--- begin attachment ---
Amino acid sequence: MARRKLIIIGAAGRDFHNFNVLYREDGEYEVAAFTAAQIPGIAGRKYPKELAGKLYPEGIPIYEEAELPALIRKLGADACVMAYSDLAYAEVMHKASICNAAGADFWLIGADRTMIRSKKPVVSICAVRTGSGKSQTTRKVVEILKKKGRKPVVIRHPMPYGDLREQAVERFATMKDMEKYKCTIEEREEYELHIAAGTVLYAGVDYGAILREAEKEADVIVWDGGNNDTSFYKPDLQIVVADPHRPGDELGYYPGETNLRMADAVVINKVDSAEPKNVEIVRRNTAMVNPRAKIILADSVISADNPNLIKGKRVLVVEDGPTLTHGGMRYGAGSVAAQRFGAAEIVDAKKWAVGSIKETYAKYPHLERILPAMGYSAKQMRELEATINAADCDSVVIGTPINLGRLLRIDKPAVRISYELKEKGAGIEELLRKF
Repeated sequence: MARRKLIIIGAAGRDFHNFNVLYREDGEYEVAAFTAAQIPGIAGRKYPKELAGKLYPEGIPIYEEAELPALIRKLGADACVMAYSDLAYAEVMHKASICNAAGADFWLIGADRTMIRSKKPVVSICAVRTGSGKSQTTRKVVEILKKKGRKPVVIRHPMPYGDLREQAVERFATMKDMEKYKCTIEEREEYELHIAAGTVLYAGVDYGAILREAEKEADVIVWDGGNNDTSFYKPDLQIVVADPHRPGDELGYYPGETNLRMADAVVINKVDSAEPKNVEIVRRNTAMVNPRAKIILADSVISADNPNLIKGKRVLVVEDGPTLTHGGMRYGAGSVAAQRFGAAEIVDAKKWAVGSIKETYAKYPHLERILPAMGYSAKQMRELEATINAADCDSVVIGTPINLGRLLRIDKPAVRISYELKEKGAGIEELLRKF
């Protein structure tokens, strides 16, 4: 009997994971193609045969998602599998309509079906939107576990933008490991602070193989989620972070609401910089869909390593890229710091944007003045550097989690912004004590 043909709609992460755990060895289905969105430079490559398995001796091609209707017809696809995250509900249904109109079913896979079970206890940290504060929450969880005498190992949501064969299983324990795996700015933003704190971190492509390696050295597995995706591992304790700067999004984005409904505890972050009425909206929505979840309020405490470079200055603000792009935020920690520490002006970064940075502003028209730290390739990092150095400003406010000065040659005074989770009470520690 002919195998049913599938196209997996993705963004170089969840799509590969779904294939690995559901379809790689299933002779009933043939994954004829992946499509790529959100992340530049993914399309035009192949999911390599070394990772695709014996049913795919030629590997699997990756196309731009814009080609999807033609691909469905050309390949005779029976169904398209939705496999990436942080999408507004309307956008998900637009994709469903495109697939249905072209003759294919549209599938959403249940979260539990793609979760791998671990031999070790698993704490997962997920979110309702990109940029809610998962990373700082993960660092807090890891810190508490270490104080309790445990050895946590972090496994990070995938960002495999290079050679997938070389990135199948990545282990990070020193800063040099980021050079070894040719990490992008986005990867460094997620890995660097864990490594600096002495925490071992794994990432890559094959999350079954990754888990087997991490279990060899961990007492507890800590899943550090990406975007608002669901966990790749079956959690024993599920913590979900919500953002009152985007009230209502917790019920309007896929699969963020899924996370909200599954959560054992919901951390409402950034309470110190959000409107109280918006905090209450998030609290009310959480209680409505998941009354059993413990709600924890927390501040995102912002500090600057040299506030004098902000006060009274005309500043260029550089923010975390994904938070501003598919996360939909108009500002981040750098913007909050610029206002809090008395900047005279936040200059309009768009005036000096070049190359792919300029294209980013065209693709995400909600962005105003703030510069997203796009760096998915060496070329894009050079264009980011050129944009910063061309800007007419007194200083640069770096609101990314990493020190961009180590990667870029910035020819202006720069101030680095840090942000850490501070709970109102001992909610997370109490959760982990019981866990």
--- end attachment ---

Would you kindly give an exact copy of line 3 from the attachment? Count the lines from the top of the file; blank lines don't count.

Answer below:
């Protein structure tokens, strides 16, 4: 009997994971193609045969998602599998309509079906939107576990933008490991602070193989989620972070609401910089869909390593890229710091944007003045550097989690912004004590 043909709609992460755990060895289905969105430079490559398995001796091609209707017809696809995250509900249904109109079913896979079970206890940290504060929450969880005498190992949501064969299983324990795996700015933003704190971190492509390696050295597995995706591992304790700067999004984005409904505890972050009425909206929505979840309020405490470079200055603000792009935020920690520490002006970064940075502003028209730290390739990092150095400003406010000065040659005074989770009470520690 002919195998049913599938196209997996993705963004170089969840799509590969779904294939690995559901379809790689299933002779009933043939994954004829992946499509790529959100992340530049993914399309035009192949999911390599070394990772695709014996049913795919030629590997699997990756196309731009814009080609999807033609691909469905050309390949005779029976169904398209939705496999990436942080999408507004309307956008998900637009994709469903495109697939249905072209003759294919549209599938959403249940979260539990793609979760791998671990031999070790698993704490997962997920979110309702990109940029809610998962990373700082993960660092807090890891810190508490270490104080309790445990050895946590972090496994990070995938960002495999290079050679997938070389990135199948990545282990990070020193800063040099980021050079070894040719990490992008986005990867460094997620890995660097864990490594600096002495925490071992794994990432890559094959999350079954990754888990087997991490279990060899961990007492507890800590899943550090990406975007608002669901966990790749079956959690024993599920913590979900919500953002009152985007009230209502917790019920309007896929699969963020899924996370909200599954959560054992919901951390409402950034309470110190959000409107109280918006905090209450998030609290009310959480209680409505998941009354059993413990709600924890927390501040995102912002500090600057040299506030004098902000006060009274005309500043260029550089923010975390994904938070501003598919996360939909108009500002981040750098913007909050610029206002809090008395900047005279936040200059309009768009005036000096070049190359792919300029294209980013065209693709995400909600962005105003703030510069997203796009760096998915060496070329894009050079264009980011050129944009910063061309800007007419007194200083640069770096609101990314990493020190961009180590990667870029910035020819202006720069101030680095840090942000850490501070709970109102001992909610997370109490959760982990019981866990």